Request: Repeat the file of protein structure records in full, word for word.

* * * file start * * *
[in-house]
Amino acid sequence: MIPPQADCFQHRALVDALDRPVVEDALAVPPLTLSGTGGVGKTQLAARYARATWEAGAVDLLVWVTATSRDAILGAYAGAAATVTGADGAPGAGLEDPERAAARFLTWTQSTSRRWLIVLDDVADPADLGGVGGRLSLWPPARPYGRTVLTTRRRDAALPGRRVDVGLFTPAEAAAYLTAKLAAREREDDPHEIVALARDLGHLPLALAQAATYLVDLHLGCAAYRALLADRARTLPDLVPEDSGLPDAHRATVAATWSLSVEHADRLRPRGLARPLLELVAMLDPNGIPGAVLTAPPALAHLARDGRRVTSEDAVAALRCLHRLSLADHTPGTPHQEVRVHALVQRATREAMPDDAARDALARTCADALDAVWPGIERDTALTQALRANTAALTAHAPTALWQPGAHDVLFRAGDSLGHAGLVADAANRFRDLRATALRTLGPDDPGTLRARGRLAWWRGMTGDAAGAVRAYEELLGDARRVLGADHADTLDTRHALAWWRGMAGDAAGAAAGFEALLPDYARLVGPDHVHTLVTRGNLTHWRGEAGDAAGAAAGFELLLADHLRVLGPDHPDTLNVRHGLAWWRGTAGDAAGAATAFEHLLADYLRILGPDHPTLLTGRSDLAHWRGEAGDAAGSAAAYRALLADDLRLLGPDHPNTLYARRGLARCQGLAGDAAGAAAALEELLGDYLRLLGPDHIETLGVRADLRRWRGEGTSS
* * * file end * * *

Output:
[in-house]
Amino acid sequence: MIPPQADCFQHRALVDALDRPVVEDALAVPPLTLSGTGGVGKTQLAARYARATWEAGAVDLLVWVTATSRDAILGAYAGAAATVTGADGAPGAGLEDPERAAARFLTWTQSTSRRWLIVLDDVADPADLGGVGGRLSLWPPARPYGRTVLTTRRRDAALPGRRVDVGLFTPAEAAAYLTAKLAAREREDDPHEIVALARDLGHLPLALAQAATYLVDLHLGCAAYRALLADRARTLPDLVPEDSGLPDAHRATVAATWSLSVEHADRLRPRGLARPLLELVAMLDPNGIPGAVLTAPPALAHLARDGRRVTSEDAVAALRCLHRLSLADHTPGTPHQEVRVHALVQRATREAMPDDAARDALARTCADALDAVWPGIERDTALTQALRANTAALTAHAPTALWQPGAHDVLFRAGDSLGHAGLVADAANRFRDLRATALRTLGPDDPGTLRARGRLAWWRGMTGDAAGAVRAYEELLGDARRVLGADHADTLDTRHALAWWRGMAGDAAGAAAGFEALLPDYARLVGPDHVHTLVTRGNLTHWRGEAGDAAGAAAGFELLLADHLRVLGPDHPDTLNVRHGLAWWRGTAGDAAGAATAFEHLLADYLRILGPDHPTLLTGRSDLAHWRGEAGDAAGSAAAYRALLADDLRLLGPDHPNTLYARRGLARCQGLAGDAAGAAAALEELLGDYLRLLGPDHIETLGVRADLRRWRGEGTSS